David and Delia’s walls are coming down. He walks her home to discuss something and ends up having an entirely unexpected conversation. One entirely too intimate for David’s comfort.
“Did you marry to spite them?” she asked, stunning him.
“Astute observation, Lady Fitzwallace. That may have been a bonus reward. I got Marjory and showed my father my values were superior to his,” David answered. He could taste his own bitterness. Was that all my marriage was? My desire to do the right thing by a woman I impregnated and the need to prove I was better than my father?
She stood a few feet away studying his face in the dabbled light filtering through the trees. “And is that why you never remarried—you no longer had added incentive? Or did you love her so very much you can’t contemplate another?”
A woman’s question, that second part, and he knew it wasn’t true. He had loved Marjory—surely, he did—and it left an echo of warm memory. But it didn’t haunt him. Why then? “At first I couldn’t bear to bring another woman into the sort of venom my parents unleashed.”
“And then?” Her genuine interest touched him.
“The estate needed… It needed everything; I had nothing to give a wife. I got used to being alone.” He hadn’t considered anything about it until this past year, watching siblings marry, one after another.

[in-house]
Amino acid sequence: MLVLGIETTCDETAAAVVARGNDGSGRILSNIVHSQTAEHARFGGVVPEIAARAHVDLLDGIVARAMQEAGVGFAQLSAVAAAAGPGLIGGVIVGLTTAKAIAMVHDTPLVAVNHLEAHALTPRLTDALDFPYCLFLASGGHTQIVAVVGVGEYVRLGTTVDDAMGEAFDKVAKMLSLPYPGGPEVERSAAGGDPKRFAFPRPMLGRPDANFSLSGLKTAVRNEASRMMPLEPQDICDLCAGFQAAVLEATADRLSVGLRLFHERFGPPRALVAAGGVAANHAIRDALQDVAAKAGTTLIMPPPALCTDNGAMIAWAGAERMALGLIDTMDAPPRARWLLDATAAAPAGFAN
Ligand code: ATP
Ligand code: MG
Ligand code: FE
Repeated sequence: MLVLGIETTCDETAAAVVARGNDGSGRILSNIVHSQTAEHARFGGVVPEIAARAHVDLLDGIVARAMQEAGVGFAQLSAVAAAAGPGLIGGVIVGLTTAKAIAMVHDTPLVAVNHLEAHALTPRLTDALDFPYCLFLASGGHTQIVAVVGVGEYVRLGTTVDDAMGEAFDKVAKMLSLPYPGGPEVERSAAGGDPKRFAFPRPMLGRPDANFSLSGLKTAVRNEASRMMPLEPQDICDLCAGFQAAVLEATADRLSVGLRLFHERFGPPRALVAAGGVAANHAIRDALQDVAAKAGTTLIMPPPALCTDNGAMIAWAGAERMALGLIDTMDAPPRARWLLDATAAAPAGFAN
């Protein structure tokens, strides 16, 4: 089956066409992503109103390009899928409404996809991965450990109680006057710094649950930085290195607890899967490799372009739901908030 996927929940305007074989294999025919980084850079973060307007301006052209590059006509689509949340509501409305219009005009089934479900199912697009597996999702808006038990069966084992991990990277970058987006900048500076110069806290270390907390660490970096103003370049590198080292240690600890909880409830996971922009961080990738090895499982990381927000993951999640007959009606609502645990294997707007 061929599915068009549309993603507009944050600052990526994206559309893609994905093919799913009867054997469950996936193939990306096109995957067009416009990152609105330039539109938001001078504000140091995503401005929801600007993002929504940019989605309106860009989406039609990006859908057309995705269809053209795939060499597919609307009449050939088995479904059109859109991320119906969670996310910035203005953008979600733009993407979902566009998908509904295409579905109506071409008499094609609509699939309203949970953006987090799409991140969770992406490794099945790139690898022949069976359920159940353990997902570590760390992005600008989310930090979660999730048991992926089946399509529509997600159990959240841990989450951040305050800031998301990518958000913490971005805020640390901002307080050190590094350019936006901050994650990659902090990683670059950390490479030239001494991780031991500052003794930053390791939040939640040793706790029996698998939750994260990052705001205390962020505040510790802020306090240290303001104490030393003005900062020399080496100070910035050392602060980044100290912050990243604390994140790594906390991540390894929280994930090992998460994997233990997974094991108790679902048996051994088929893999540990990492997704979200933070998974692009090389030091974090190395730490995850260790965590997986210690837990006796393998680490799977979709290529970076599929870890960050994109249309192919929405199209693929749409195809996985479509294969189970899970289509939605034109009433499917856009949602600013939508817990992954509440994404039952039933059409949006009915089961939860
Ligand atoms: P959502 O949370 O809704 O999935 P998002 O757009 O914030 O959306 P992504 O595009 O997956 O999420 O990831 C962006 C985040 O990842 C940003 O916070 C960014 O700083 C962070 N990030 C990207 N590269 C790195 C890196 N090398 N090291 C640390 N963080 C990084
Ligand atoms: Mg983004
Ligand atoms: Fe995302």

“But now that has lifted, and you pour your energy into Parliament and the state of the nation. Yet you stiffened when Maddy suggested you needed a partner, a political hostess to help you carry those burdens.”
“Why does every love-besotted woman think everyone needs what she has? I’m perfectly fine as I am.” A niggling voice deep inside suggested he was more lonely than fine. He silenced it with the reminder there were other solutions to loneliness. Family. Friendship perhaps.
“As you say. That seems to make a pair of us. Dedicated to the single state. Shall we be friends, then?” she asked, touching his very thoughts unknowingly.
“Friends,” he agreed with a nod, offering his arm again.
“If we’re to be friends, you best call me Delia,” she sighed, placing her tiny hand on his arm and turning her face toward home.
“I would be honored.” He hesitated before going on. “I am David. Perhaps we ought to keep that for times we are private.”
“Of course,” she said glancing up with a saucy grin. “We wouldn’t like to give people ideas.”
Walking home afterward he berated himself. What were you thinking, spilling all your maudlin thoughts, Clarion? What must she think of you for probing her hurts? Worse, he knew with acute awareness that the aching physical attraction he felt for Delia Fitzwallace made something as simple as friendship unlikely.
Another thought came uninvited. You’ve been without a woman for too long. A widow with no interest in marriage would make a comfortable mistress. Except Delia Fitzwallace would never be simply comfortable. He refused to believe it. And you, a different, more familiar, voice taunted, are not your father, unable to control your urges.
Note: excerpts from works in progress may have not yet been edited, will likely undergo change, and may not even make it into the final work!